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Faculty's view: 'Labour gave young people license to dream'

CAMPAIGN: Supporters of free education and reduced student debt

IN THIS general election Jeremy Corbyn and the Labour Party offered a radical alternative to what has too quickly become the norm in Higher Education.

Of course, that free education is considered radical at all is indicative of how accustomed we’ve become to an establishment that puts profit before people.

We know that free education is available to many of our European neighbours, including those in Scotland. Undoubtedly, this should be a fundamental pillar of any equitable society. As we fight to transform ours, this will be a key battle for us all; perhaps particularly for students.

We also know that increased student debt has a disproportionate impact on ‘BAME’ students, as well as students from working-class backgrounds. The data shows that students from these backgrounds attain lower grades (despite entering at equivalent levels) and are far less likely to complete their degree. It is entirely conceivable that financial strains play a key role in both of these outcomes.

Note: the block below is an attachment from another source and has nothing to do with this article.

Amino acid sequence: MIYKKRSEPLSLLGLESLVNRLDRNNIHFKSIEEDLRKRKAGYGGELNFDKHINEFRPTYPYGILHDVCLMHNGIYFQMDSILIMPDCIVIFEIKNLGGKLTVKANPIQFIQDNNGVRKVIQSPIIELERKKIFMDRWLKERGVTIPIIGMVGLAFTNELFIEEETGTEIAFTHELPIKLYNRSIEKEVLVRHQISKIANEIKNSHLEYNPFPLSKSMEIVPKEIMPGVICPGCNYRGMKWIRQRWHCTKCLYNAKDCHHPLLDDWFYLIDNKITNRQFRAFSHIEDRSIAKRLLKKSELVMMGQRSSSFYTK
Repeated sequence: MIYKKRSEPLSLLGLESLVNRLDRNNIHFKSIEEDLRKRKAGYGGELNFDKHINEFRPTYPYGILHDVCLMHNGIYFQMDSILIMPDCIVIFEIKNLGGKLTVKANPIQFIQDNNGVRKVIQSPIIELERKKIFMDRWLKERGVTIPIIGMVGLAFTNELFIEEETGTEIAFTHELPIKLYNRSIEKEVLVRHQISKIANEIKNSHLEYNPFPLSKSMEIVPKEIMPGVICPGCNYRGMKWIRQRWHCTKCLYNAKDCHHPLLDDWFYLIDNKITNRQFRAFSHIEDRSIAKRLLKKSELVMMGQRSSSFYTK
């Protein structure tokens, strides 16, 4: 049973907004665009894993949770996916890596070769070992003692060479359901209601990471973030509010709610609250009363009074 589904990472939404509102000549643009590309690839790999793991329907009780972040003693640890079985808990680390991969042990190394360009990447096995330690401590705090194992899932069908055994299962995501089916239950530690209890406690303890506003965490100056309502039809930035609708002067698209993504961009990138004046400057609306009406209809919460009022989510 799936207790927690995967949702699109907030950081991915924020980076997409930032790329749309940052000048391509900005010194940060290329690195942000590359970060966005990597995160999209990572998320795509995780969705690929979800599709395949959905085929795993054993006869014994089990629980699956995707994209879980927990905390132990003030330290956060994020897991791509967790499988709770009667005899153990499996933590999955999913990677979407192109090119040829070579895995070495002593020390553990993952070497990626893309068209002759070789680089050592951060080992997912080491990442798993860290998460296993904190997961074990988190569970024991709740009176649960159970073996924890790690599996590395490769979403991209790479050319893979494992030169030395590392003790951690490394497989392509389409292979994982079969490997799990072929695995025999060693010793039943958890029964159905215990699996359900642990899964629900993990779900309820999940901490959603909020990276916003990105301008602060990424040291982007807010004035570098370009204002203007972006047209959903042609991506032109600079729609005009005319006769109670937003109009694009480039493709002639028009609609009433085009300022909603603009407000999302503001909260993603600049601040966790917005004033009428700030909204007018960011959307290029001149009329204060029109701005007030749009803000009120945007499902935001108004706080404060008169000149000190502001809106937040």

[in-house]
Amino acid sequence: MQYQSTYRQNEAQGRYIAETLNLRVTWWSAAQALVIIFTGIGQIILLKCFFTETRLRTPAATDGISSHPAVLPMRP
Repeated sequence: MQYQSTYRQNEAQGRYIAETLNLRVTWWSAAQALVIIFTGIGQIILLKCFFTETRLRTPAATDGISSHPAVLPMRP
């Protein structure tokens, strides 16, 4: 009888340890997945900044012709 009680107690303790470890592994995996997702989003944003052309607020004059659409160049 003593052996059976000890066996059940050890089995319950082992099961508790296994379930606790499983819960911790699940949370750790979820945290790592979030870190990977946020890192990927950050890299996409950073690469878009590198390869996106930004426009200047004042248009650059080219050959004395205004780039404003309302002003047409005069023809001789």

Of course, we should all have the opportunity to learn. From a cynical and capitalistic perspective, this can stimulate the economy as our workforce becomes increasingly skilled. But Corbyn has reminded us that we can look beyond this narrow lens: we are not just a workforce. Instead, we are people who deserve to learn and grow, individually and collectively. The knowledge we gain ought not to be commodified.

Whilst Corbyn may not be our next PM, there is no question that free education is firmly back on the agenda. This Labour movement has given young people the licence to dream big and to refuse concessions. There is no need to become resigned to lifelong debt. Instead, they – with the support of us, the lecturers – can get behind the student-led free education movement. This grassroots movement has long since agitated for change and must now be given due credit.

Whilst a Conservative-led Coalition looks likely, this general election has vastly changed the political landscape. With a strong opposition, given our full (but always critical) support, free education become a very really possibility. We must now continue to organise inside and outside of mainstream politics.

Thanks to Labour, we can now do this with real hope.

Remi Joseph-Salisbury is a Senior Lecturer in Education Studies at Leeds Beckett University and Dr. Laura Connelly is a Lecturer in Criminology at The University of Salford.

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